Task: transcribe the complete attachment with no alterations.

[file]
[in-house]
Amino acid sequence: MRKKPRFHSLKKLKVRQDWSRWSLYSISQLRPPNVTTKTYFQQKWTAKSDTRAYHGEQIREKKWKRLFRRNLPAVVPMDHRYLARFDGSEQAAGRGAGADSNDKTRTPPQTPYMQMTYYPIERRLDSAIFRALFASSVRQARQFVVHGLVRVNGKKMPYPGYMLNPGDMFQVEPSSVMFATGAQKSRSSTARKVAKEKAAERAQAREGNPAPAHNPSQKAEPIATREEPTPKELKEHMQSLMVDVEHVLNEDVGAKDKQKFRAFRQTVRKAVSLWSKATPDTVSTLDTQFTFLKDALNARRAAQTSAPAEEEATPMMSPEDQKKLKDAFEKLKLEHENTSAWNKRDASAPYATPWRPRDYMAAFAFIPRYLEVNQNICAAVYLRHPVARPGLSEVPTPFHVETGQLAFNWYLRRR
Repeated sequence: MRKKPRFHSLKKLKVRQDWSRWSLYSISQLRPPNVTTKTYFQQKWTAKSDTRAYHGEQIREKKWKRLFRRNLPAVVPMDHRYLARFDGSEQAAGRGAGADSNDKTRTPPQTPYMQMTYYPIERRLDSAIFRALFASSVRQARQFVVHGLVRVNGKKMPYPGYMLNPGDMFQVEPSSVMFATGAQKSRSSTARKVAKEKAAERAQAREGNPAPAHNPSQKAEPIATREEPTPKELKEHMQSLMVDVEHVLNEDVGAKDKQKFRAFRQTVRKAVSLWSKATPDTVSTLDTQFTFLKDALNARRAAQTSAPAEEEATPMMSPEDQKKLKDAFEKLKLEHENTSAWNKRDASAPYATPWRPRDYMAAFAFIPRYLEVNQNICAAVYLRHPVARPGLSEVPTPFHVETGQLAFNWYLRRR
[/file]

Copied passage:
[in-house]
Amino acid sequence: MRKKPRFHSLKKLKVRQDWSRWSLYSISQLRPPNVTTKTYFQQKWTAKSDTRAYHGEQIREKKWKRLFRRNLPAVVPMDHRYLARFDGSEQAAGRGAGADSNDKTRTPPQTPYMQMTYYPIERRLDSAIFRALFASSVRQARQFVVHGLVRVNGKKMPYPGYMLNPGDMFQVEPSSVMFATGAQKSRSSTARKVAKEKAAERAQAREGNPAPAHNPSQKAEPIATREEPTPKELKEHMQSLMVDVEHVLNEDVGAKDKQKFRAFRQTVRKAVSLWSKATPDTVSTLDTQFTFLKDALNARRAAQTSAPAEEEATPMMSPEDQKKLKDAFEKLKLEHENTSAWNKRDASAPYATPWRPRDYMAAFAFIPRYLEVNQNICAAVYLRHPVARPGLSEVPTPFHVETGQLAFNWYLRRR
Repeated sequence: MRKKPRFHSLKKLKVRQDWSRWSLYSISQLRPPNVTTKTYFQQKWTAKSDTRAYHGEQIREKKWKRLFRRNLPAVVPMDHRYLARFDGSEQAAGRGAGADSNDKTRTPPQTPYMQMTYYPIERRLDSAIFRALFASSVRQARQFVVHGLVRVNGKKMPYPGYMLNPGDMFQVEPSSVMFATGAQKSRSSTARKVAKEKAAERAQAREGNPAPAHNPSQKAEPIATREEPTPKELKEHMQSLMVDVEHVLNEDVGAKDKQKFRAFRQTVRKAVSLWSKATPDTVSTLDTQFTFLKDALNARRAAQTSAPAEEEATPMMSPEDQKKLKDAFEKLKLEHENTSAWNKRDASAPYATPWRPRDYMAAFAFIPRYLEVNQNICAAVYLRHPVARPGLSEVPTPFHVETGQLAFNWYLRRR